I'm seeking techniques, advice and resources on how to protect oneself in an abusive relationship.The abuse is verbal, emotional, though rarely aggressive and never physical. This is a marriage. There are young children involved, and the victim has given up paid work to handle childcare. It takes the form of denying the victim respect by saying they "aren't worthy" of it or "haven't earned" the right to participate in joint financial decisions. The abuser wants the victim to sign a post-nuptual to ensure that the victim will not (in the abuser's words) "profit from" leaving the relationship. There is frequent invalidation of the victim's role as the primary caretaker. Even when the contributions the victim makes are listed, abuser discounts them as things that are easy, take no time and things the abuser does anyway, so therefore, they don't count as contributions. (Abuser does some housework, but not nearly the same amount.) Childcare is not considered a contribution since people entrust their children to teenaged babysitters, which somehow proves that it's too easy to count.The abuser tells people that the victim does nothing, contributes nothing to the relationship. Abuser has told the victim flat-out that they do not respect, love or like the victim. There are many attempts to "help" the victim by the abuser telling them they are too passive and too lazy followed by a number of examples of things the abuser thinks the victim should have intuited and done without the abuser having to say so. (Example: victim should have just known that the abuser wanted the kitchen counter cleared of all items, even though usually most family members keep things there.) Abuser sees small lapses in housework (as simple as a glass left on a table or cups not put in the cabinet in their preferred way) as personal affronts and signs of disrespect. Conversely, if the victim does assert themselves and directly state what they need, they are criticized for "attacking" and berated about paying more attention to the abuser's moods so as to avoid upsetting them. The victim is too dependent, and yet when the victim does anything that benefits them, they are being selfish. The abuser complains that having the victim home with the children is too expensive, yet if they are offered a job, they can't take it because they wouldn't make enough. There is also gaslighting. It's not feasible for financial and other reasons for the victim to leave right now. How can they protect themselves while they prepare? Already in play: Therapy, anxiety medication, marital counseling. Long-term escape plan. Victim's looking for work now. Victim has survived previous verbal abuse and is determined to stay strong. What does the victim need to make it through?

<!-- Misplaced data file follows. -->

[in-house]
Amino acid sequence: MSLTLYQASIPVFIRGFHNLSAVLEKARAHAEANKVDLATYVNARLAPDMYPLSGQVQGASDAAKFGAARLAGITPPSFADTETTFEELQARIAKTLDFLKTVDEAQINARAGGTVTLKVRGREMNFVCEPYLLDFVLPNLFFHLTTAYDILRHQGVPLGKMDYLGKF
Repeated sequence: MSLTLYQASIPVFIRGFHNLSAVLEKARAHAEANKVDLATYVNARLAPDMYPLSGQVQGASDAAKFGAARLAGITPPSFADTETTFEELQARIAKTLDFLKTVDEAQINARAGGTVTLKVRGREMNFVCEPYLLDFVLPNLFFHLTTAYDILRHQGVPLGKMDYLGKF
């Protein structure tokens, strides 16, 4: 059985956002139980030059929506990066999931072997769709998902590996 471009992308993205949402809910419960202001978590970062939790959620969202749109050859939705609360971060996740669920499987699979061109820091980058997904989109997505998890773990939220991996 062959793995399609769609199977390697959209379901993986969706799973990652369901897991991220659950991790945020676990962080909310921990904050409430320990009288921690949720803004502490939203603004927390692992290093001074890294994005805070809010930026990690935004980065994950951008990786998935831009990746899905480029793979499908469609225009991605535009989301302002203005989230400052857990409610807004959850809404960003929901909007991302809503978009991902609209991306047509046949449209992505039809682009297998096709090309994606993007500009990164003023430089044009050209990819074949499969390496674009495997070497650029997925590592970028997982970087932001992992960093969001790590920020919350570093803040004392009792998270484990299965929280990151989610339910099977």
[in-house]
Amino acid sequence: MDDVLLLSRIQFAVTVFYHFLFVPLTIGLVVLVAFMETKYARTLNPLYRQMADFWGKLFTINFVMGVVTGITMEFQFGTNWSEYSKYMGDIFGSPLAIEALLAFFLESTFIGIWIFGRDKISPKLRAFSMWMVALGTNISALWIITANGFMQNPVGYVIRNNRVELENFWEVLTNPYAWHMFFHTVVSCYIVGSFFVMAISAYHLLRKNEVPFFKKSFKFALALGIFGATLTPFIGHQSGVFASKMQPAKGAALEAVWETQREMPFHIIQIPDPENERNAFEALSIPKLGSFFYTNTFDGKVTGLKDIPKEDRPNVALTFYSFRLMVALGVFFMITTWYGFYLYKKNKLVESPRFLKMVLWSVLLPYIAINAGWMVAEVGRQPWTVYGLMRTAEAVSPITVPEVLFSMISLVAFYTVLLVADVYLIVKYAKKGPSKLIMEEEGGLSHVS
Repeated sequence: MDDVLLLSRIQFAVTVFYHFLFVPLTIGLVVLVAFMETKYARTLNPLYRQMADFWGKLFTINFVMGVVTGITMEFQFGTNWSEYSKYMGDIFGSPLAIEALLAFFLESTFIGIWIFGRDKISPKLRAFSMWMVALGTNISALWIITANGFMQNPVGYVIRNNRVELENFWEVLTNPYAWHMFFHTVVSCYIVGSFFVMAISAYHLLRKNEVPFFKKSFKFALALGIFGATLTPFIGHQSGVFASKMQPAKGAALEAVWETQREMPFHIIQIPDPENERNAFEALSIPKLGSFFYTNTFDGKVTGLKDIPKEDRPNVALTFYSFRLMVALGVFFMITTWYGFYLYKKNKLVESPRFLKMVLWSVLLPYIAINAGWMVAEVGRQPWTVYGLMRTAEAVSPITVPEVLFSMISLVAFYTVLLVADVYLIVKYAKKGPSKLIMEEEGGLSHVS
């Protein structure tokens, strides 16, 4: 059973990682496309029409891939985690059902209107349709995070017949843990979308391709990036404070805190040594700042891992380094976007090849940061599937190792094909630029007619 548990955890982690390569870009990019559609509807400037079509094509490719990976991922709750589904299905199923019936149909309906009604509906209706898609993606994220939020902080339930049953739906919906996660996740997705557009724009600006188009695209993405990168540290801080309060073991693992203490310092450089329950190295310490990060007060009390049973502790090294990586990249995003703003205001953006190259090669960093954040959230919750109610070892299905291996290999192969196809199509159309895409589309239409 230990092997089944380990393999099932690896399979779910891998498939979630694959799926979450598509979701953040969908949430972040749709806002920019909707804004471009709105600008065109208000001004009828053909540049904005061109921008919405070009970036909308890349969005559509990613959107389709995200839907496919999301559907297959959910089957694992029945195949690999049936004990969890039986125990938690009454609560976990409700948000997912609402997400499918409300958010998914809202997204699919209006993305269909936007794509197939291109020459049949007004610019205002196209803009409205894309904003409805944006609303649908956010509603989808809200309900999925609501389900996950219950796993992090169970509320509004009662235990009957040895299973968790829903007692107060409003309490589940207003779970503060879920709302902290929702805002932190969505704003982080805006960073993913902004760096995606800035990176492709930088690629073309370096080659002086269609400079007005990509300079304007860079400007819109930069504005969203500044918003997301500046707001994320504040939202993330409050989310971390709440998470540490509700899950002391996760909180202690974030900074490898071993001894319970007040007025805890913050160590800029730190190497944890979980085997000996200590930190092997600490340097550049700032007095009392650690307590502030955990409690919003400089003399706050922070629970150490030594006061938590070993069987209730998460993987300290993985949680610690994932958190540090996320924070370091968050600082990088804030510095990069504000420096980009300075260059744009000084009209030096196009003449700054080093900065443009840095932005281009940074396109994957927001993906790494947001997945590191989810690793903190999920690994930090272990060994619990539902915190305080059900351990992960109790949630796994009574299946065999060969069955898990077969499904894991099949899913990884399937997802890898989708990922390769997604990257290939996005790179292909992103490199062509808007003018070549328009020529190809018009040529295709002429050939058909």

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posted about 3 hours ago on metafilter
12 Angry Men Inside Amy Schumer Pitch-perfect reenactment of the Sidney Lumet classic. (SLYT - 21 minutes, and worth every one) Shot-by-shot comparison with the original

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posted about 3 hours ago on metafilter
Would you put oregano on your posole?

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posted about 3 hours ago on metafilter
I am trying to help a relative find a dress for her daughter's wedding, a dress that has very specific parameters. Where do the awesome ladies in their 70's shop for special occasion outfits that are, as my relative puts it, "suitable for someone over the age of 20"?I need to help a family member find an appropriate dress for her daughter's upcoming wedding. My relative is in her 70's and has some very, very specific needs in regard to the dress: -It must be knee length -It cannot be a sheath or very fitted -It must have either long or 3/4 length sleeves -Nothing backless These are non-negotiable terms, she informs me. Color is negotiable, although she would prefer navy or pink. She is vehemently opposed to having something made by a dressmaker. Vehemently opposed. Having something made for her is off the table. I have combed the internet in search of something appropriate, but most mother-of-the-bride dresses are modeled by 6-foot-tall 25-year-olds and do not meet the above criteria. We have tried Nordstrom, Macy's, David's Bridal, Dillard's, JC Penney, and various combinations of Google search terms, such as "pink jacket dress" and "modest mother of the bride dress," to no avail. Am I missing something? Where do ladies of a certain age and genteel sensibility go for a once-in-a-lifetime-event outfit?